MINNEAPOLIS, Minn. (KABC) -- Newly released body-camera footage from Minneapolis police officers reveals new details of the encounter that led to the killing of George Floyd.
Nearly one hour of footage shows Floyd's fatal arrest in Minneapolis.
It reveals how the encounter between Floyd and police quickly escalated leading to the killing.
Warning: The video above contains disturbing content.
The footage shows the encounter between Floyd and police begin with an officer tapping on his vehicle window.
It appears to startle him.
The officer repeatedly asks Floyd to show his hands. Floyd seems distraught and only one hand appears visible to the body camera as he asks the officer what he did.
He says he has been shot before. He begins to cry.
The officers pull Floyd from the car. He struggles as the two officers try to handcuff him.
"Stop resisting man," one officer tells Floyd.
"I'm not," Floyd replies.
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The public has seen some of this video, in addition to footage taken by a bystander. But now they can hear the tone of frustration in the officers' voices as well as the desperation in Floyd's own statements.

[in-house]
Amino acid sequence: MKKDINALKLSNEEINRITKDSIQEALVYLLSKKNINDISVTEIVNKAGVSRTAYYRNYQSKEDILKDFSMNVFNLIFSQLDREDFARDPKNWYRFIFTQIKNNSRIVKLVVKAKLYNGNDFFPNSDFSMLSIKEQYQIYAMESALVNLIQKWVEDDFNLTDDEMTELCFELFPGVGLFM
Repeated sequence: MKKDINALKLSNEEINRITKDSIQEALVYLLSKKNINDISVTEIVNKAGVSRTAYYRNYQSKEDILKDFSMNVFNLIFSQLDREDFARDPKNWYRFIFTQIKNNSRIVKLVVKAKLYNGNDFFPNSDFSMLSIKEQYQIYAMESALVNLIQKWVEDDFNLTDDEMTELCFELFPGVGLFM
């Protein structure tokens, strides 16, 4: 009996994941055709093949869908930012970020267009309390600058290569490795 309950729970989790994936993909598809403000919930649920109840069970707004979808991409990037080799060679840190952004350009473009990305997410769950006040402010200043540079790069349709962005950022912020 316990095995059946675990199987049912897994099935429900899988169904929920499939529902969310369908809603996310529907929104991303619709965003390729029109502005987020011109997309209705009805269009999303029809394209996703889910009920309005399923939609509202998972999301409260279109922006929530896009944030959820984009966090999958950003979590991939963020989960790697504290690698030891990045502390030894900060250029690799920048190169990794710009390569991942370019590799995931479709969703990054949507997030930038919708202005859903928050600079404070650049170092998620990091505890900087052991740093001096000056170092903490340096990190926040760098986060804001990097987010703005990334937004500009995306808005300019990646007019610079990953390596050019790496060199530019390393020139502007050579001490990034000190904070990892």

The officers take Floyd across the street as he continues to cry. Another struggle ensues as they try to get him into the squad car.
He protests, saying he's claustrophobic.
The struggle continues for some time. Eventually it ends in Officer Derek Chauvin placing his knee on Floyd's neck for an extended period of time in the footage that has now become infamous.
When Chauvin's knee has been on Floyd's neck for about a minute, another officer, Thomas Lane, is heard asking whether Floyd should be moved.
He asks a second time a few minutes later.
Chauvin replies: "No, he's staying where we got him."
Lane says: "OK, I am just worried about excited delirium or whatever."
Chauvin replies: "Well, that's why we got the ambulance coming."
But the ambulance was of no use. Floyd lost consciousness and was pronounced dead at the hospital.
Lane's attorneys are seizing on the officer's statements in the video in an effort to exonerate him in Floyd's death.
On Tuesday, state prosecutors opposed a motion by Lane's attorneys to dismiss him from the case.
The defense argues that he was just a rookie overridden by a senior officer at the scene.
Lane is charged with aiding and abetting both second-degree murder and manslaughter in Floyd's death.